On a warm, overcast weekend in late July, 1300 runners of all ages and backgrounds flocked to Lexington to compete in the Master’s Nationals track meet. Some were there to defend their titles, some were there to rehash collegiate memories and some were there with the sole intentions of completing their races with a smile. And smiles there were- pure happiness, euphoria and excitement radiated off that blue, rubberized track all the way to Louisville.
When I first heard this meet would be held in Lexington, I knew I had to do it. My background in track is weak, to say the least. In high school, my teammates and I were instructed to run (as a warm up) to our practice track, which was about half a mile away. I came up with the bright idea to conserve energy by taking the city bus instead. That kind of dedication led me to be among the most mediocre of all sprinters in St Paul, MN from 1993 through 1996. In hindsight, I probably should have been a distance runner but to me they appeared to be a whole different species and I could not comprehend how people could run for more than a minute or two. Shockingly, I did not attempt to run track in college.
Deciding to do this meet at age 44 gave me a new and refreshing goal. Since I did have some unfinished business in the shorter distances, I chose the 400 and 800 meter races. I also thought it would be fun to put a Bluegrass Runners relay team together. Shannon Florea was on board right away, and eventually Shannon Million and Betsy Laski joined us.
All summer, we knocked out track workouts under the cover of darkness, or on weekend mornings, commuting a good half hour to have access to a track. We did drills, we battled elbow to elbow through countless intervals and we were motivated by other friends who joined us for some of the workouts. Storms, humidity and insane heat did not slow us down.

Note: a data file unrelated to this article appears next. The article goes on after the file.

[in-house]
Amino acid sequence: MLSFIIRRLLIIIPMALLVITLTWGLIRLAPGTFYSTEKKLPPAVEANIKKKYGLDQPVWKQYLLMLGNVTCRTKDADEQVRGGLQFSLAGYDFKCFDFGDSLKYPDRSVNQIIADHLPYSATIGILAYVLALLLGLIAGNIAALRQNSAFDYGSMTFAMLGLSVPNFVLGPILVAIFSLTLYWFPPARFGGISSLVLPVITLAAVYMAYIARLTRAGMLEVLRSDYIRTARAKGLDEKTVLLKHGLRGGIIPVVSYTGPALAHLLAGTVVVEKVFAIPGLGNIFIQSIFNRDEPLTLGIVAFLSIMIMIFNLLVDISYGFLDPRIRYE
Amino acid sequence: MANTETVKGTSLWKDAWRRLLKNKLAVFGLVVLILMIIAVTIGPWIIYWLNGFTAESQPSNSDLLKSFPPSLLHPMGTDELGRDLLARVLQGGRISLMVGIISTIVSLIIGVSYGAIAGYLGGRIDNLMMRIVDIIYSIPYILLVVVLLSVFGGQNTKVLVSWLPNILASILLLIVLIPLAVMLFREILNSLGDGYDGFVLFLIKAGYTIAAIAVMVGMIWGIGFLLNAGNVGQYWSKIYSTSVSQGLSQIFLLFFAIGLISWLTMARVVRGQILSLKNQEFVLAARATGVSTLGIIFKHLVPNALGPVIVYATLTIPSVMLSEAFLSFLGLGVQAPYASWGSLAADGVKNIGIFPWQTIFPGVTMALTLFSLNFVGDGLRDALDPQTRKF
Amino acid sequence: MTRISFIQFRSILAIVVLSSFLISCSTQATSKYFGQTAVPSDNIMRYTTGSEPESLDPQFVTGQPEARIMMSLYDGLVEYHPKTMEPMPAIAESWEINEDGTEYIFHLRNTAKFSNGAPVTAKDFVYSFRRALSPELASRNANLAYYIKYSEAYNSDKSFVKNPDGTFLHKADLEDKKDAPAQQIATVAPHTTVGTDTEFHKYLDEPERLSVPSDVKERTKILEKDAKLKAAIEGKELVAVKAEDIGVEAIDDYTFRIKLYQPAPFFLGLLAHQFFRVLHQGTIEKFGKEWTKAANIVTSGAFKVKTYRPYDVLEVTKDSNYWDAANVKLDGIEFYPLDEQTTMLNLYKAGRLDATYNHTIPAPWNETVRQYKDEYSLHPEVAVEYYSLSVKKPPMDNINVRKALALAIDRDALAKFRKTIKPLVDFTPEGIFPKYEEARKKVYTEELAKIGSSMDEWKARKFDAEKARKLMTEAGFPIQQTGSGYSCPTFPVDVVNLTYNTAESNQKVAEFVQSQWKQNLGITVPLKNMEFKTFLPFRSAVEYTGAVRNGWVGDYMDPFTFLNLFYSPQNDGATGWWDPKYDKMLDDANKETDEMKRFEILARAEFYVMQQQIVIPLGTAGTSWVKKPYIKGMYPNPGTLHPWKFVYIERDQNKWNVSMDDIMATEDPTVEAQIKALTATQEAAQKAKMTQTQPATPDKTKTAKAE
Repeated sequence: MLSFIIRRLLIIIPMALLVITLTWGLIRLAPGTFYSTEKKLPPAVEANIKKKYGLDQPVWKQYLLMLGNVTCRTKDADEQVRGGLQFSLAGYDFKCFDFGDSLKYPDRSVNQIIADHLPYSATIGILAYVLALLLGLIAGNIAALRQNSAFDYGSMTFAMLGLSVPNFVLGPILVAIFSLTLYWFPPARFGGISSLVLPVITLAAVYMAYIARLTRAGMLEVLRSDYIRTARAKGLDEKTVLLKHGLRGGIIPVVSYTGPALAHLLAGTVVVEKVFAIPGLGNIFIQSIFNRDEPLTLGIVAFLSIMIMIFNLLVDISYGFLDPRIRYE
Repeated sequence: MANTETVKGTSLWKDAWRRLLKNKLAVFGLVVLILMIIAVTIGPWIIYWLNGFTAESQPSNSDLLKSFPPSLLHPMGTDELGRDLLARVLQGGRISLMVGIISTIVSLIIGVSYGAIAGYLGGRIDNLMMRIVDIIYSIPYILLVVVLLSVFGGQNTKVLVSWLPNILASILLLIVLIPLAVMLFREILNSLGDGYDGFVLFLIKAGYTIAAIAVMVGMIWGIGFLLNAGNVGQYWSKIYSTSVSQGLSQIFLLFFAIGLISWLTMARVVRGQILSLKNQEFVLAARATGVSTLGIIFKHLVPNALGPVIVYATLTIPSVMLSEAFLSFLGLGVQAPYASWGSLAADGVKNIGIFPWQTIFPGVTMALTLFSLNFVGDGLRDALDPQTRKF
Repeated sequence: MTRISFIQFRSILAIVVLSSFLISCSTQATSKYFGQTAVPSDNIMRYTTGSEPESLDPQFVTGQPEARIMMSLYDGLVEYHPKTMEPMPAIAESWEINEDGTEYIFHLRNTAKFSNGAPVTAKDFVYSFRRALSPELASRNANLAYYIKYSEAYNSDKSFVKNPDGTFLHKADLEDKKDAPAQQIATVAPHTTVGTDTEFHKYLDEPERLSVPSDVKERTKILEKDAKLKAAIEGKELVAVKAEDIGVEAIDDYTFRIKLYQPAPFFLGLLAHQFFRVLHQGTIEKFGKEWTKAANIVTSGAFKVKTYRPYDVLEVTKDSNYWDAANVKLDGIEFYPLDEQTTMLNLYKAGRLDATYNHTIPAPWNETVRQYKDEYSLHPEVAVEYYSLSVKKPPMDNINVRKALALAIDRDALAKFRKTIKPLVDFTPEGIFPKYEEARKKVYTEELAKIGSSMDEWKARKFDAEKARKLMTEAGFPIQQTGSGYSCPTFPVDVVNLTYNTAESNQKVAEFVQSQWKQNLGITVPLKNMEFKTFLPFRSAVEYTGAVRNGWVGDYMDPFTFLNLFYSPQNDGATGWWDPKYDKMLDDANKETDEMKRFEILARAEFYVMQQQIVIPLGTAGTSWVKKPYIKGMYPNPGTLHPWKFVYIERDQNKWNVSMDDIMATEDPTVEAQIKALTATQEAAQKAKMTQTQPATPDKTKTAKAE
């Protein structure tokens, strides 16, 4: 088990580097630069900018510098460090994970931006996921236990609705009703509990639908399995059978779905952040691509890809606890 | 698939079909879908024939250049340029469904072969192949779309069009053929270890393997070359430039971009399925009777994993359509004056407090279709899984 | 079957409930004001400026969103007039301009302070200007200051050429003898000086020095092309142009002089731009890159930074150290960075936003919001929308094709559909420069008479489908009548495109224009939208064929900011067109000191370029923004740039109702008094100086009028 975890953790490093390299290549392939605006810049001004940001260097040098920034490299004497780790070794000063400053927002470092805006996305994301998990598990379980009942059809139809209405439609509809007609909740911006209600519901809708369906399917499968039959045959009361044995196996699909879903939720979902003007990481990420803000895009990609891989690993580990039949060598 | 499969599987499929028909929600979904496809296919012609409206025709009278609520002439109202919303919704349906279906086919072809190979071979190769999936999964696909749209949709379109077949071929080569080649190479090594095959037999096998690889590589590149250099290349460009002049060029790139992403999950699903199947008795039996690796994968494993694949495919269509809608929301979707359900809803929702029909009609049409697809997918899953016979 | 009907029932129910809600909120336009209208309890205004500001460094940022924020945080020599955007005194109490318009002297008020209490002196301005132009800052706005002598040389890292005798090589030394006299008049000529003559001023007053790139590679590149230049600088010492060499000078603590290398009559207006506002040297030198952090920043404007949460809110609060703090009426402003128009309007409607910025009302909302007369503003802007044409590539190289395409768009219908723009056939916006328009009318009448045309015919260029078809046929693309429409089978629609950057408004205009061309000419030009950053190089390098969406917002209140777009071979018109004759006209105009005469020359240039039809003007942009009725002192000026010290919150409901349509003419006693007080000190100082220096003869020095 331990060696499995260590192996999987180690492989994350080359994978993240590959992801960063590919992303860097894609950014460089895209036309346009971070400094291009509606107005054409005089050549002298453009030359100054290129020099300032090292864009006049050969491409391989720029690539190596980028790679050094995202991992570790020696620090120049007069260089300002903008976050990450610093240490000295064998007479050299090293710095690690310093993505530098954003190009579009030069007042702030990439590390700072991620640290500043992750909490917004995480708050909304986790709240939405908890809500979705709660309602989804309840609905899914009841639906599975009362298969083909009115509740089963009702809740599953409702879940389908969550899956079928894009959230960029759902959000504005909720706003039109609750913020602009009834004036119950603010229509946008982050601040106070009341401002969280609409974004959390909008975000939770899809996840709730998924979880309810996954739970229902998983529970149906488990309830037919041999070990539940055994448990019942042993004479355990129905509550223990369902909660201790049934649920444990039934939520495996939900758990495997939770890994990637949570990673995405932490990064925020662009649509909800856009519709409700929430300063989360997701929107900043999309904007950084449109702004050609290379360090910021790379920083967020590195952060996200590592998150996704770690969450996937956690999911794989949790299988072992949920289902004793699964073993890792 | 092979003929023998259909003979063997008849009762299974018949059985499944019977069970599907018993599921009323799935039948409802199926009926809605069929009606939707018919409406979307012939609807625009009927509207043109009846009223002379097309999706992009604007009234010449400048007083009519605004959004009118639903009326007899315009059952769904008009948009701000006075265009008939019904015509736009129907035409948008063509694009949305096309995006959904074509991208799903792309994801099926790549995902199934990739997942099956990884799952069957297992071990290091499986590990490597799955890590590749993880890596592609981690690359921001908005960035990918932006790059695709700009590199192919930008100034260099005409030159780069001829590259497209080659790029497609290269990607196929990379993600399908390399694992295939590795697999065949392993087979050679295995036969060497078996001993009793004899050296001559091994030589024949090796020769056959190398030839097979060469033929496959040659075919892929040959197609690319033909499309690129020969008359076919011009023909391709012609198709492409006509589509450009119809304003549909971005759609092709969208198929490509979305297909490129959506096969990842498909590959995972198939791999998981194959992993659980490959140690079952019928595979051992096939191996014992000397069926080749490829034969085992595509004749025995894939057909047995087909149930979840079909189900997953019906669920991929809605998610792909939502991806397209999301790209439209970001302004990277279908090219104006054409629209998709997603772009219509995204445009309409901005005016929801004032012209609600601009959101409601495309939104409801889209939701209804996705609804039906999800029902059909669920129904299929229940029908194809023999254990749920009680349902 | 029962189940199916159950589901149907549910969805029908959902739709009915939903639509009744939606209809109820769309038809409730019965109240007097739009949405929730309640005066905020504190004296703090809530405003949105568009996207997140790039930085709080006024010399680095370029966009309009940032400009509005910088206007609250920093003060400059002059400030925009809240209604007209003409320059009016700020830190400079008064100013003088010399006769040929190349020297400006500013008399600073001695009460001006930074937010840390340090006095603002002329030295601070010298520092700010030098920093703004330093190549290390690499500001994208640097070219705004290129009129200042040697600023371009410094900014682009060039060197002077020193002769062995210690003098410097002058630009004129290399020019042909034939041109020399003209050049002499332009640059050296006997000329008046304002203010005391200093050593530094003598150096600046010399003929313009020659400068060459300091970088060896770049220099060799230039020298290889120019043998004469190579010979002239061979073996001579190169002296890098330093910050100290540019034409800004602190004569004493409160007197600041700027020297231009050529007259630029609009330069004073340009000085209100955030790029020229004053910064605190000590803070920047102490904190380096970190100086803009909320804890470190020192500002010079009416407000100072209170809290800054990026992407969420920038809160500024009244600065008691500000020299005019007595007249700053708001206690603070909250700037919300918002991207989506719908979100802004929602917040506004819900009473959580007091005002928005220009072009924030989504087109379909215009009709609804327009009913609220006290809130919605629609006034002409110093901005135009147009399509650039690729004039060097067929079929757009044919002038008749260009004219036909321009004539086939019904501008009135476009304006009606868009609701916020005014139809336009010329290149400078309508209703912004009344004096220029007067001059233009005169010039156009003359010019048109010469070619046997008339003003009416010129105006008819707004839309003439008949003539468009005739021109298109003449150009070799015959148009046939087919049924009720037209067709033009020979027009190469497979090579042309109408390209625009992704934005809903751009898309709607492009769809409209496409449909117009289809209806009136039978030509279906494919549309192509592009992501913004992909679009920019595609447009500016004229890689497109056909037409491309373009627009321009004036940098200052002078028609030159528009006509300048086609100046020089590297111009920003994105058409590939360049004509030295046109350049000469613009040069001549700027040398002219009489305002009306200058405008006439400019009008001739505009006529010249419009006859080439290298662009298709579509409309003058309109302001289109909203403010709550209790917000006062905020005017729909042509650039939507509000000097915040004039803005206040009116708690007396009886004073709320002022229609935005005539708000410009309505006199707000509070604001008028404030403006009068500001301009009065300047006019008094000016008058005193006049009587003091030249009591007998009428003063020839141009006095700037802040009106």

Finally, race weekend arrived. When I went to pick up my packet, the nerves kicked in. The stands were packed, and hundreds of runners in fancy uniforms from all over the country had swarmed the UK track facility. Clubs like Atlanta Track Club, NYC Tracksmith and Southern California were there. One of my favorite clubs was the GYS Track Club from North Dakota (it stands for Get Ya Some.) Among those clubs were our own Bluegrass Runners, and we would go on to represent Kentucky well. One of the highlights of the weekend was cheering on our fellow Kentuckian friends!
All it took to ease the nerves was watching one race. It was the women’s steeplechase. There were some very competitive women, and there were others who were clearly out there to have fun. One woman was dressed like a superhero, and smiling the entire way. Another woman in an 80+ age group finished the race and then grabbed her cane to walk off the track.
My first race was the 400 meter dash, on Friday. I felt completely out of my element, and like an imposter. After years of running long races like marathons and Half Ironmans, here I was in spikes, backing into starting blocks to run a sprint with some of the fastest women in my age group. Of the seven of us, I was the only one who had not traveled in from hundreds or thousands of miles away.
When the gun went off, I pushed from the blocks and got a decent start. However, my legs had a hard time finding a rhythm. I was in lane six, and was passed quickly by three women. My secret hopes of a medal were gone. At the halfway point, I was blowing hard and starting to fatigue. With 100m left, the legs started to turn to noodles. I could see three athletes ahead of me. One was about 10 yards ahead, and I was slowly reeling her in. I didn’t think I could close the gap, but I dug deep, pumped the arms and got up for a bronze medal about two strides before the finish with a 1:07:00, half a second off my high school PR, which isn’t too shabby 25 years later. I had a ton of fun in that race, and couldn’t stop smiling.